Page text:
Internship Opportunity: Federal Reserve Board

The Federal Reserve Board has an opening for a summer intern in the Records Management Program. The internship is open to undergraduate and graduate students. See below for the official description. The link to the Federal Job Search site at which the official announcement can be found is at the bottom of this description:

Records Management Intern Summer 2019 (OSEC)-21162
Primary Location: DC-Washington
Employee Status: Temporary
Overtime Status: Non-exempt
Job Type: Internship
Travel: No
Shift: Day Job
Years of Experience Required: 0
Education Required: Some College
Relocation Provided: No
Salary Grade Low: 20
Posting Date: Oct 22, 2018

Position Description:
The Records Management Program (RMP) promotes sound records management in support of the Board’s and OSEC’s strategic direction, and in compliance with federal records management laws and regulations. The program creates policies and provides services that result in the proper creation, management, and availability of Board documentation.

Position Requirements
The Records section in the Office of the Secretary of the Federal Reserve Board is seeking a summer intern assist Board staff on records management consulting services and other records management projects:
1. Draft training materials for Rapid Response sessions and the Board’s annual records training program;
2. Participate in records evaluation projects;
3. Draft records control schedules for submission to the National Archives and Records Administration;
4. Review Board SharePoint sites and Reserve Bank FedShare sites that are decommissioning to determine if records contained in the sites are eligible for destruction or should be preserved; and,
5. Manage the Federal Reserve Integrated Records Management Architecture (FIRMA) collections. FIRMA maintains electronic versions of Board records in compliance with legal recordkeeping requirements for federal agencies. Intern will add documents and determine the required metadata to facilitate access and conduct searches for documents to respond to FOIA and general requests.

We are an Equal Opportunity Employer and do not discriminate against any employee or applicant for employment on the basis of race, color, religion, sex, sexual orientation, gender identity, national origin, age, disability, genetic information, or application, membership, or service in the uniformed services.

https://www.federalreserve.gov/start-job-search.htm

Internship Diary: Claire Goode (2017)

This semester (Fall 2017), I interned with the The Papers of James Monroe, creating an online exhibit for James Monroe’s 1818 tour of the Chesapeake. Having taken the class “The World of James Monroe” offered by the UMW History Department a couple years ago, I had a fairly thorough grounding in the history surrounding Monroe’s presidency. During Monroe’s first term in office, beginning in 1817, he undertook a series of tours to scope out new sites for military fortifications and strengthen America’s system of defense in the wake of the War of 1812. These tours, originally designed for the sole purpose of assessing military potential, took on another role as citizens desired to meet the president, exhibit their patriotism, and celebrate the potential of their cities. With this in mind, I began researching the shortest of his tours, which lasted a little under three weeks, and encompassed the Chesapeake Bay area.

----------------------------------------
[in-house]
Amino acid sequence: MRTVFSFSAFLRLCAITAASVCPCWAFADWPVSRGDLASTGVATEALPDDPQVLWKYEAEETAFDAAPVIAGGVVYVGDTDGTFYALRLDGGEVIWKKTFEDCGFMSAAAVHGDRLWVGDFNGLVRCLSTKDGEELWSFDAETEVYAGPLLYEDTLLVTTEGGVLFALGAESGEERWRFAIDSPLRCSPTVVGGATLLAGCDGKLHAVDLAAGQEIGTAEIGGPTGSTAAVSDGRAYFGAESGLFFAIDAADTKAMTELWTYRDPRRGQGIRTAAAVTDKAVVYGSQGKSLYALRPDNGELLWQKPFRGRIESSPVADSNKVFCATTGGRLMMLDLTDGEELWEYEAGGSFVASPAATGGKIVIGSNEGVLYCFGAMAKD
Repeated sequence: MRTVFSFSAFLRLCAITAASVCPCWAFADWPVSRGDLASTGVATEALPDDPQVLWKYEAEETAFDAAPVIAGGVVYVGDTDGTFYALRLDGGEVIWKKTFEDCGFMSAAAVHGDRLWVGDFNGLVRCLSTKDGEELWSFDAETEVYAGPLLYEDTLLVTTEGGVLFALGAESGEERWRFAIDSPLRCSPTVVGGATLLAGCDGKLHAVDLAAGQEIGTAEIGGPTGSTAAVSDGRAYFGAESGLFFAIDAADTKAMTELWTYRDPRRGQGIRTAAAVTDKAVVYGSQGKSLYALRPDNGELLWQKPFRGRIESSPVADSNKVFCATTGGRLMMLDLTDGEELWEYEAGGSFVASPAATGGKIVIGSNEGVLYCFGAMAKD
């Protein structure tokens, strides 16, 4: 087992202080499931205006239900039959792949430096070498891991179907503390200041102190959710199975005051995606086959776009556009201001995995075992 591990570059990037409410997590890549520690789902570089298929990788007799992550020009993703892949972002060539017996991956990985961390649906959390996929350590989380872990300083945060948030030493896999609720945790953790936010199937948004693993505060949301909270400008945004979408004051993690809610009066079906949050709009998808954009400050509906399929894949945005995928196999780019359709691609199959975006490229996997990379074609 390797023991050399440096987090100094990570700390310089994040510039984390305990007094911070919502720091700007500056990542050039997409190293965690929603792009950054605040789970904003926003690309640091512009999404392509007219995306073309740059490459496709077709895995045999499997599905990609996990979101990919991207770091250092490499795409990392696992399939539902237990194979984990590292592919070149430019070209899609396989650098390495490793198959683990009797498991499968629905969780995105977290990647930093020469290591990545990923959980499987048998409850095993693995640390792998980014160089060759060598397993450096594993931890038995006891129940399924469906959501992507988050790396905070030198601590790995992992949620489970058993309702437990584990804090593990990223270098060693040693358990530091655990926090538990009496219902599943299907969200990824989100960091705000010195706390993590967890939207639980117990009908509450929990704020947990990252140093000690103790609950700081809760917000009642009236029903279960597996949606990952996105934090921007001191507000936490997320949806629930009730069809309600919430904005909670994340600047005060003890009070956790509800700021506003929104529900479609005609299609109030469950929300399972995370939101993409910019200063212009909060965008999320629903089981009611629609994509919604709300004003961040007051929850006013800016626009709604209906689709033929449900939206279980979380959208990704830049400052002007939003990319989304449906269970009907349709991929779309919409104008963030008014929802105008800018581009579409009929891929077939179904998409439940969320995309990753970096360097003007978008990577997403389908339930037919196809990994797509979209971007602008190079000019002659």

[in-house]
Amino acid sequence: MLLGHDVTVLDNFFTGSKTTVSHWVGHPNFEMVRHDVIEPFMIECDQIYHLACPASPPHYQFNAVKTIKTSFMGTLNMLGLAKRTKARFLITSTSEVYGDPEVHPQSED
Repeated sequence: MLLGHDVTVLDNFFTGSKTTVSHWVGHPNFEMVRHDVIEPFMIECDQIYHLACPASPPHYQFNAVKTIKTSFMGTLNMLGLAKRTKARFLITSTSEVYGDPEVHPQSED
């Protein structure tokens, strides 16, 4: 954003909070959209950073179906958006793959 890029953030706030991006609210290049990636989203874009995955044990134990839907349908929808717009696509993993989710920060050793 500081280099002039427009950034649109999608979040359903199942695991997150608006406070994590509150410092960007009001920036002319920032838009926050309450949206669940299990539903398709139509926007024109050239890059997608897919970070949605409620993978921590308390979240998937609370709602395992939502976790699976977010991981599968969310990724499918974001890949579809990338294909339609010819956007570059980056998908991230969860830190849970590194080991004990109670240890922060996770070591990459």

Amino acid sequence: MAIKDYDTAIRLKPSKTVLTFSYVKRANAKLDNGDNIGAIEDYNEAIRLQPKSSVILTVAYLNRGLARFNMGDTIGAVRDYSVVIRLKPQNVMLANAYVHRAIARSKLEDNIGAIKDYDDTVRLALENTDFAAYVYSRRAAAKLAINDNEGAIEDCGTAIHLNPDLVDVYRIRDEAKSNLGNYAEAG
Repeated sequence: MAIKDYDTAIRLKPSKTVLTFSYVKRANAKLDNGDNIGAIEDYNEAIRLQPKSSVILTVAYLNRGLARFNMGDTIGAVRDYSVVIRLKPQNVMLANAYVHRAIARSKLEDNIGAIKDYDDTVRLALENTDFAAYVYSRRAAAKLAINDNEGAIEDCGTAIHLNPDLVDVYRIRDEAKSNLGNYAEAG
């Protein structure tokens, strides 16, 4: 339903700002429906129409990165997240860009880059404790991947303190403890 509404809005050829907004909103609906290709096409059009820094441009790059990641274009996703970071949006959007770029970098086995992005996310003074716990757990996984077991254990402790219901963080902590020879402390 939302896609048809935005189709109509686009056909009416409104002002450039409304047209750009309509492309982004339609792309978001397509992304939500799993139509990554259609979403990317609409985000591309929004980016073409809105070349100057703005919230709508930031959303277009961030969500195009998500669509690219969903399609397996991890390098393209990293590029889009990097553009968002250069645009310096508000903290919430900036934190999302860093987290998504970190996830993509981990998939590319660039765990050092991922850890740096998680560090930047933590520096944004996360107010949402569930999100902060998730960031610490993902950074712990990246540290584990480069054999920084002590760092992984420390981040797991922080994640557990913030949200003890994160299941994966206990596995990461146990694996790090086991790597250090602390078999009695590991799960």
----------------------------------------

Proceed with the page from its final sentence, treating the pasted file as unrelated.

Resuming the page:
Claire at the Roman Forum

Claire at the Roman Forum

For this research, I used transcriptions of primary sources collected in the James Monroe Papers. From these documents, including letters, memoirs, diary entries, and newspaper articles, I had to recreate a spotty timeline of events. Having determined Monroe’s exact agenda as nearly as possible, I began searching for pictures that were relevant to the information I had gathered. I found this one of the more difficult processes. I spent almost a month tracking down images that could be in anyway related to the topics, people, or places I was discussing. While I often found this process very frustrating, I profited massively from the help and instruction of my supervisors. Some of the things I learned included the acceptability of substituting the image you want to find for the image you can get, especially when the former isn’t forthcoming, and the necessity of using digitized local archives. I was able to use my general knowledge of a subject or place, as well as my researching capabilities, to my advantage. While this process was the most foreign to me, it was also the most exciting, especially when I finally found the exact image I wanted.

When I had completed my search for images, I began crafting my tour. This was another aspect I found difficult. As a history major, I am used to using sources and facts to support and explain my projects or papers. But in creating an exhibit, I had to be very aware of what images I could use to craft an acceptable narrative. It was very difficult for me to adjust to this style where every statement doesn’t have to be justified and every subject researched doesn’t have to be included. When I finished crafting the text, pairing relevant images with significant points, I used TimelineJS to display the exhibit. While the system is difficult to adapt to specific needs, it fit my project well and I found it easy to figure out after an initial explanation. Overall, this process has been incredibly informative, allowing me to expand my knowledge of both digital history and museum studies. I’ve enjoyed learning a new set of skills, and adapting my capabilities to a new way of presenting history.

Internships: The Valentine (Richmond, VA)

The Valentine museum is currently accepting applications for Spring 2018 internships. They are accepting applications from students interested in working in one of the following departments:

Archives
Costumes & Textiles
Education & Public Programs
General Collections
Fundraising and Development
PR & Marketing

Intern descriptions can be viewed here and students are encouraged to use their online application: https://thevalentine.org/programs-tours/college/college-internship-application/

Internship Diary: Kelsey Brey (’17)

During the spring 2017 semester, I interned at the Fredericksburg Commonwealth Attorney’s Office. Over the course of the semester, I worked hands-on with several attorneys helping them to prepare for high-profile cases in the City of Fredericksburg. I used analytical and research skills that I learned over my history career at UMW to write jury instructions, research jurors, draft plea agreements, and more. I was given the opportunity to sit in on attorney meetings, disbreycuss ideas for how to move forward with certain cases, and communicate with witnesses and victims. The skills and experiences I gained from this internship and UMW have guided me into pursuing a career in law.